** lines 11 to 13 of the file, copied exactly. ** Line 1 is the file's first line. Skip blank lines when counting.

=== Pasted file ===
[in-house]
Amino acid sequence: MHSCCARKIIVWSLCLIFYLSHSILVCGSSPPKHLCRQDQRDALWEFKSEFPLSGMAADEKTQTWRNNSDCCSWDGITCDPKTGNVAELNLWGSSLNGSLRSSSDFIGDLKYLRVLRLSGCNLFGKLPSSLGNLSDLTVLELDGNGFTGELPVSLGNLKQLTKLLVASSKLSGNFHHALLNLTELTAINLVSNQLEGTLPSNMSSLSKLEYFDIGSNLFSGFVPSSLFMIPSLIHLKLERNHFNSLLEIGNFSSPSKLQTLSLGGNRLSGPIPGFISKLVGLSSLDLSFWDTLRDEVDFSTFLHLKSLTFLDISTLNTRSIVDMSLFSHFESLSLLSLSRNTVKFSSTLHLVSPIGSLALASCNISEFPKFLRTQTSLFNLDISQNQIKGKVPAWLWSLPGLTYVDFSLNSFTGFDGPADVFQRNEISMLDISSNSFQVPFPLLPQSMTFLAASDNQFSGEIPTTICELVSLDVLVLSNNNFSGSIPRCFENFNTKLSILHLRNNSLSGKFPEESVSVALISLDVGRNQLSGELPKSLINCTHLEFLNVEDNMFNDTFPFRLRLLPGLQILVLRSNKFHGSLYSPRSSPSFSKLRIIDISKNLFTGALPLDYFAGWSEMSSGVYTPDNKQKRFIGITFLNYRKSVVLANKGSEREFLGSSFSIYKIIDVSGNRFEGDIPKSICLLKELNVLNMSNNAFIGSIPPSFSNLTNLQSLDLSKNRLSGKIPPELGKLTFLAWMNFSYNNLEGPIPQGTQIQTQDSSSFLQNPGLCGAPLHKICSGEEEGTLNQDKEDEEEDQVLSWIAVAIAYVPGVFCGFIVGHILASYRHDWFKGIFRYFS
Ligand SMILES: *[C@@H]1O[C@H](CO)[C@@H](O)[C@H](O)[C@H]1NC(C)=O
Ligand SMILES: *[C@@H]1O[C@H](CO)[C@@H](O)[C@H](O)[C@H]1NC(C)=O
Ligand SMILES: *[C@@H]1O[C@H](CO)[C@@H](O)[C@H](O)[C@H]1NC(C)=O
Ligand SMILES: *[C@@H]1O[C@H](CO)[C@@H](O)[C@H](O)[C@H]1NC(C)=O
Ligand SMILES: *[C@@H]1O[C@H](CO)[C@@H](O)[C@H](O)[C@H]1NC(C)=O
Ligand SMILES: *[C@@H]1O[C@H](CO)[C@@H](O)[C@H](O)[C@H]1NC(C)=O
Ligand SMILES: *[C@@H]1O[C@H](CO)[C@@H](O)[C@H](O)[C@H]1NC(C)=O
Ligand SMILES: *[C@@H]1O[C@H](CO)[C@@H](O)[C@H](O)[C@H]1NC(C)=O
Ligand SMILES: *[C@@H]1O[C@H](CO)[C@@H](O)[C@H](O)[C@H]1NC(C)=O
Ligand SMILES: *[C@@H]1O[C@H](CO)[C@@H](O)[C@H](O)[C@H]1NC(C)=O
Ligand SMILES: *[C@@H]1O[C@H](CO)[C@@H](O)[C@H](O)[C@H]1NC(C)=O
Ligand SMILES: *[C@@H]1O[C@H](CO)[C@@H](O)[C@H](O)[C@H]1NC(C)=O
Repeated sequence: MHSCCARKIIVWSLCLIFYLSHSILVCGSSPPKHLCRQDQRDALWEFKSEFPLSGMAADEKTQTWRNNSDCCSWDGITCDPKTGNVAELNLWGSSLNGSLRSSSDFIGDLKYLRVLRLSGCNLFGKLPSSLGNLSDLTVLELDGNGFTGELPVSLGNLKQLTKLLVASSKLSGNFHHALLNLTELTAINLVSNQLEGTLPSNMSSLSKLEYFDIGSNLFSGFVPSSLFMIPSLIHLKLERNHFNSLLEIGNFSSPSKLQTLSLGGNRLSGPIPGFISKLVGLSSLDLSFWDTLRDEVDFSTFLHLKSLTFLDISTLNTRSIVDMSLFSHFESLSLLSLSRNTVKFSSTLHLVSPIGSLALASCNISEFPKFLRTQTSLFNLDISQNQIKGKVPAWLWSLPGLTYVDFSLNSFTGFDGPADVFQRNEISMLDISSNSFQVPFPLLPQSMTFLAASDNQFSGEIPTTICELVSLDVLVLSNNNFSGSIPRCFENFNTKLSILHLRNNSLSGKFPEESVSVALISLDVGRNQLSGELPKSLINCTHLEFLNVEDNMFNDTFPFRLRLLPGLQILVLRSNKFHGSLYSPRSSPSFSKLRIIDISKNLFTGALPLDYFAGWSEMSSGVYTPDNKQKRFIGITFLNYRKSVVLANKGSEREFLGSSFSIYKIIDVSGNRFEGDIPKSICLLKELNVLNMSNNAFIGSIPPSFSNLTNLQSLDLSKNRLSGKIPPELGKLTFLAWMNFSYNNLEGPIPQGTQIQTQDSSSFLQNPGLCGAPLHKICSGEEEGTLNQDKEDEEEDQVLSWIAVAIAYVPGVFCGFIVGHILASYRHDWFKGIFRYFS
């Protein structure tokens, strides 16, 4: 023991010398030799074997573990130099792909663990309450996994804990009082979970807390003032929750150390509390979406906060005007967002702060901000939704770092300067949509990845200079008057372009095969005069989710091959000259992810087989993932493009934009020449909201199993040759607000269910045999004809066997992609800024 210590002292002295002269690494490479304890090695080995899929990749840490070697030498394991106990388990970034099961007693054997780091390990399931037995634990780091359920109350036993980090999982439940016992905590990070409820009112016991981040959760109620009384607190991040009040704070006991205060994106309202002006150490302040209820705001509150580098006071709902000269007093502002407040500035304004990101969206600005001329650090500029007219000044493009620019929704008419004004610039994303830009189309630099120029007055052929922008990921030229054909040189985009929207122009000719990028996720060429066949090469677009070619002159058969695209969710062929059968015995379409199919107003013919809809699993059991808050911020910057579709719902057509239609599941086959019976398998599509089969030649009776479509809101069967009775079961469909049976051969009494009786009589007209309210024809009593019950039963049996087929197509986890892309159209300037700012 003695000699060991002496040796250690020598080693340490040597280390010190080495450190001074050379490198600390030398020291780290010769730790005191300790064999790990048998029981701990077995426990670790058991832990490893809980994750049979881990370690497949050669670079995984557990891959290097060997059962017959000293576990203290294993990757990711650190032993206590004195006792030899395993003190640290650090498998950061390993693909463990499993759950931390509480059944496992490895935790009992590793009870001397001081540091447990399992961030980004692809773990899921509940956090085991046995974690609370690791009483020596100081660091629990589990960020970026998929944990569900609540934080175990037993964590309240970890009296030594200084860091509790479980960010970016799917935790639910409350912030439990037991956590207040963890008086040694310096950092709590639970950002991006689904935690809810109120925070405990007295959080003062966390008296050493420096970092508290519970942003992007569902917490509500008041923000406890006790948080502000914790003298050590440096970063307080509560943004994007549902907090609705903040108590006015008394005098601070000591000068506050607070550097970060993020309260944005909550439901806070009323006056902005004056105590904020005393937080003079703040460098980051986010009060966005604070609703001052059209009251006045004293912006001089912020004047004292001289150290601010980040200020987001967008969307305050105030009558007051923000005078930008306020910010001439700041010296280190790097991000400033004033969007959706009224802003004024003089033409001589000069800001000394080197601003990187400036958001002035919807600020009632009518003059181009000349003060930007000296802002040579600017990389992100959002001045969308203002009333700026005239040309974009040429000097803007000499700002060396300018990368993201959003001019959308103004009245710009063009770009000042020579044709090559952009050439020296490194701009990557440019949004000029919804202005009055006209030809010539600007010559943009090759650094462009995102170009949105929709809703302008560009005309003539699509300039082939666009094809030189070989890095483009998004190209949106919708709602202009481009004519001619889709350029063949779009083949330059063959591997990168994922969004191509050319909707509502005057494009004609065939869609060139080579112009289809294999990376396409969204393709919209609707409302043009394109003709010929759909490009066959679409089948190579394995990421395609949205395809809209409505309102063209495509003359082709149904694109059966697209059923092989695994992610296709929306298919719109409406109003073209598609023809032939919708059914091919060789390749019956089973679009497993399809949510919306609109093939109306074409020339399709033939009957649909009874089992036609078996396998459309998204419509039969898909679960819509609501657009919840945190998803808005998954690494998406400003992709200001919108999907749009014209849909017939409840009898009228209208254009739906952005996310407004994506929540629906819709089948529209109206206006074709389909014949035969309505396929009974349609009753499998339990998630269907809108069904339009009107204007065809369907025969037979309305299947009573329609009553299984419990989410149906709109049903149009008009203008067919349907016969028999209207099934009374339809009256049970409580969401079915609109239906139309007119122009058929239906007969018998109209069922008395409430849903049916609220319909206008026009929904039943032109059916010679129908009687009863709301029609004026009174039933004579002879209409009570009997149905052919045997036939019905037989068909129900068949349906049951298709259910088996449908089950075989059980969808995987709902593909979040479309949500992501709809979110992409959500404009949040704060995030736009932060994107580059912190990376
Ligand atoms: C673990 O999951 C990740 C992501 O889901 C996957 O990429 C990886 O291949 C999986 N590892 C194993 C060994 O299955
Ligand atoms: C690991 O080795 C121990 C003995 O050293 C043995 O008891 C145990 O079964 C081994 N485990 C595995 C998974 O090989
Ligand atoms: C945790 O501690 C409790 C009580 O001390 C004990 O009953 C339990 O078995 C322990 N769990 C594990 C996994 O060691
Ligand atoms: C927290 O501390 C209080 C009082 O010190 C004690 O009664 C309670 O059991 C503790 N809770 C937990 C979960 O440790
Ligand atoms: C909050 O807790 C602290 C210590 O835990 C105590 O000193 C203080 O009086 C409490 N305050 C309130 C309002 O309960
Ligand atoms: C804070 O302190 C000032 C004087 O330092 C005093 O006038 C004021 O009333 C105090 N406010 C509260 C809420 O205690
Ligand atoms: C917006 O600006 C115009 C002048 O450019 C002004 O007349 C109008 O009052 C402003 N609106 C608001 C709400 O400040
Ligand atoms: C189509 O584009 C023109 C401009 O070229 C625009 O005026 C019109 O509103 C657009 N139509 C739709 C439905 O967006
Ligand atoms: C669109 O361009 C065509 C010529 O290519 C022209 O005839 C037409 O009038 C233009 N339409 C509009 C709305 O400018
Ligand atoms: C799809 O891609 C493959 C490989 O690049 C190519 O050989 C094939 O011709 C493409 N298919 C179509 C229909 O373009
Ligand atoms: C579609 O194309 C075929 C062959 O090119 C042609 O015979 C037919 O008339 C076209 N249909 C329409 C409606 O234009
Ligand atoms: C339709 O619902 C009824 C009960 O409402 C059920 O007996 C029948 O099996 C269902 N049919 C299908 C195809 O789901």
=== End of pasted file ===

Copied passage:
Ligand SMILES: *[C@@H]1O[C@H](CO)[C@@H](O)[C@H](O)[C@H]1NC(C)=O
Ligand SMILES: *[C@@H]1O[C@H](CO)[C@@H](O)[C@H](O)[C@H]1NC(C)=O
Ligand SMILES: *[C@@H]1O[C@H](CO)[C@@H](O)[C@H](O)[C@H]1NC(C)=O